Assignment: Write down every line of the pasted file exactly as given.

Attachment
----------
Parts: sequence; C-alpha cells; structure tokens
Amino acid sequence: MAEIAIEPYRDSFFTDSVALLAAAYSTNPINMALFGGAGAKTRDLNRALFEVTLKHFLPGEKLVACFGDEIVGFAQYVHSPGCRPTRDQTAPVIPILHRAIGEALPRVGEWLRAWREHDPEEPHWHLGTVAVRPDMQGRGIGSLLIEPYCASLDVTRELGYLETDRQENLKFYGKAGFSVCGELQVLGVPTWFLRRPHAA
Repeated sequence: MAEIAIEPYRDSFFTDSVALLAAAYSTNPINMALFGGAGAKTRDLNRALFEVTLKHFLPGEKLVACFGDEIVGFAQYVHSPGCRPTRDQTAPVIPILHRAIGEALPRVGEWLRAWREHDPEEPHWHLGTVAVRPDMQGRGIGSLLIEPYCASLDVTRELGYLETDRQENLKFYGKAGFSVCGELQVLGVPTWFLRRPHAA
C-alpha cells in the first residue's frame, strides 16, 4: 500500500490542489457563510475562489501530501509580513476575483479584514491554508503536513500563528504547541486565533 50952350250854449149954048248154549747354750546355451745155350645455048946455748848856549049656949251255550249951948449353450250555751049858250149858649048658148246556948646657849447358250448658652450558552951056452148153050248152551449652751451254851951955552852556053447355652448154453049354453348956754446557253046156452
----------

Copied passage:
Parts: sequence; C-alpha cells; structure tokens
Amino acid sequence: MAEIAIEPYRDSFFTDSVALLAAAYSTNPINMALFGGAGAKTRDLNRALFEVTLKHFLPGEKLVACFGDEIVGFAQYVHSPGCRPTRDQTAPVIPILHRAIGEALPRVGEWLRAWREHDPEEPHWHLGTVAVRPDMQGRGIGSLLIEPYCASLDVTRELGYLETDRQENLKFYGKAGFSVCGELQVLGVPTWFLRRPHAA
Repeated sequence: MAEIAIEPYRDSFFTDSVALLAAAYSTNPINMALFGGAGAKTRDLNRALFEVTLKHFLPGEKLVACFGDEIVGFAQYVHSPGCRPTRDQTAPVIPILHRAIGEALPRVGEWLRAWREHDPEEPHWHLGTVAVRPDMQGRGIGSLLIEPYCASLDVTRELGYLETDRQENLKFYGKAGFSVCGELQVLGVPTWFLRRPHAA
C-alpha cells in the first residue's frame, strides 16, 4: 500500500490542489457563510475562489501530501509580513476575483479584514491554508503536513500563528504547541486565533 50952350250854449149954048248154549747354750546355451745155350645455048946455748848856549049656949251255550249951948449353450250555751049858250149858649048658148246556948646657849447358250448658652450558552951056452148153050248152551449652751451254851951955552852556053447355652448154453049354453348956754446557253046156452